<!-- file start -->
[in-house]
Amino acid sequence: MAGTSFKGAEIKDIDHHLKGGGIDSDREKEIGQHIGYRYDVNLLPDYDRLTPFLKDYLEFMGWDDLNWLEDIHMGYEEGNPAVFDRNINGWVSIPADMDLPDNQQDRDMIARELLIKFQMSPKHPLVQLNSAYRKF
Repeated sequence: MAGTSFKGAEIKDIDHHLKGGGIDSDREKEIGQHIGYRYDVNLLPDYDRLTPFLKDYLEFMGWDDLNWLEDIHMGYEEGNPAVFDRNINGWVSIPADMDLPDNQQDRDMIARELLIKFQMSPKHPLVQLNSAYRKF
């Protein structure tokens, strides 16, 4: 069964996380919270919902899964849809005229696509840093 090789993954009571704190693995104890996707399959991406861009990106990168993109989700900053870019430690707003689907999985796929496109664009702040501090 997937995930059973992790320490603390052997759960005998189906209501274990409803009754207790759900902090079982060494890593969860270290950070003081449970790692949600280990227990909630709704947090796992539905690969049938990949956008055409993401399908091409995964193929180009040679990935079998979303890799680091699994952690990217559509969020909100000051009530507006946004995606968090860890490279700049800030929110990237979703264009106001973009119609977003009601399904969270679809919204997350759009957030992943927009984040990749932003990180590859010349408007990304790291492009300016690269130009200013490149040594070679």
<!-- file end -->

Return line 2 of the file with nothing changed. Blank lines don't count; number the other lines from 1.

Amino acid sequence: MAGTSFKGAEIKDIDHHLKGGGIDSDREKEIGQHIGYRYDVNLLPDYDRLTPFLKDYLEFMGWDDLNWLEDIHMGYEEGNPAVFDRNINGWVSIPADMDLPDNQQDRDMIARELLIKFQMSPKHPLVQLNSAYRKF